Gov. Rick Scott often says that no actual citizens have been removed from the voter rolls in his program to make sure noncitizens don’t have the chance to cast ballots.
“Not one person has been taken off the voter rolls that was a resident, a U.S. citizen who has the right to vote,” Scott said Tuesday in Miami.
But that might not be the case.
In two counties — Collier and Lee — at least nine people have been removed from the voter rolls under Scott’s program, and elections officials have no solid proof that those people are noncitizens. More could be purged soon.
It’s that lack of certainty that concerns Democrats, liberals and voting-rights groups, who have sued the state to stop the program. On Tuesday, the U.S. Department of Justice also filed suit.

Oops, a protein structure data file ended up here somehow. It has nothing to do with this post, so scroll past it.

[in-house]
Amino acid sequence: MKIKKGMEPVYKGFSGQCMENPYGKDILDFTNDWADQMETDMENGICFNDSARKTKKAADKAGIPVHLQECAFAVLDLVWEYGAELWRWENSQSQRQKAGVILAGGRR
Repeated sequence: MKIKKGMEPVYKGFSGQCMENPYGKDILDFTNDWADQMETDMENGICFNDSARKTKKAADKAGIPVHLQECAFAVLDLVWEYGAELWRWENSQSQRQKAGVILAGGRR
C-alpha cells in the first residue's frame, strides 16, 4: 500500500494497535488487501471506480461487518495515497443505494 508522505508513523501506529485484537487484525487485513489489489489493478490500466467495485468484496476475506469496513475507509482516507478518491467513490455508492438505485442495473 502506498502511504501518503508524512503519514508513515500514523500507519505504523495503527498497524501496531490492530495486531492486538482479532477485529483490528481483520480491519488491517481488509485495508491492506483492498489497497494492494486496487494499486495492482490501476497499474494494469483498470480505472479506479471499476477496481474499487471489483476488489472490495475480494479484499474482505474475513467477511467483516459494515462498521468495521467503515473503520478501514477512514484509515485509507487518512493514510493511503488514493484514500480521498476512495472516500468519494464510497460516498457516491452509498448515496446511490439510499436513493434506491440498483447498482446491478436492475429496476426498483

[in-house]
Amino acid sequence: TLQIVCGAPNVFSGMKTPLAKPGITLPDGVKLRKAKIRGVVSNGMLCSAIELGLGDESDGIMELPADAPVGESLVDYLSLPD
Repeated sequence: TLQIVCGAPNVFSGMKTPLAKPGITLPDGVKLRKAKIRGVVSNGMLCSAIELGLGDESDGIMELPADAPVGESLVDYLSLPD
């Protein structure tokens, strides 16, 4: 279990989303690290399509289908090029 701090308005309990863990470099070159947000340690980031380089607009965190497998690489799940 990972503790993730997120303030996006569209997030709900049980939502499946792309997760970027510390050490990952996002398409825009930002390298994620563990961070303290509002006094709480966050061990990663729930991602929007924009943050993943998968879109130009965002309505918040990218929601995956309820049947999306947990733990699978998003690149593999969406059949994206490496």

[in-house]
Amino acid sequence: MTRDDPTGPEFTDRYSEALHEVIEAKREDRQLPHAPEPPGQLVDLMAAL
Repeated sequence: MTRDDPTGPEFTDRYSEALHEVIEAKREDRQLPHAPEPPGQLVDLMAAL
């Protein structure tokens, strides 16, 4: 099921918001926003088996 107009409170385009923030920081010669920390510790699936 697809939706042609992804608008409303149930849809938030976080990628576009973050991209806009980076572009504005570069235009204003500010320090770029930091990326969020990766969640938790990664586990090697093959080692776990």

Critics say they worry that the program will spook legitimate voters who are immigrants.
“This affects the immigrant community and the rumor mill is churning,” said Lida Rodriguez-Taseff, a Miami lawyer representing the Advancement Project and a coalition of other liberal-leaning groups opposed to the program.
“People are in fear,” she said. “This is complicated and threatening.”
More than 100 noncitizens have been spotted on the rolls so far, officials say, and nearly half might have voted.
The numbers are small and isolated, in large part because Lee and Collier appear to be the only two major Florida counties that are continuing with the program of purging potential noncitizens if they fail to respond to the counties’ requests to proof citizenship.
The other major Florida counties stopped the process amid concerns with the accuracy of a list of 2,700 potential noncitizens furnished by the state. The list disproportionately contained the names of actual citizens legally entitled to vote and incidentally happened to target more minorities than non-Hispanic whites and Republicans.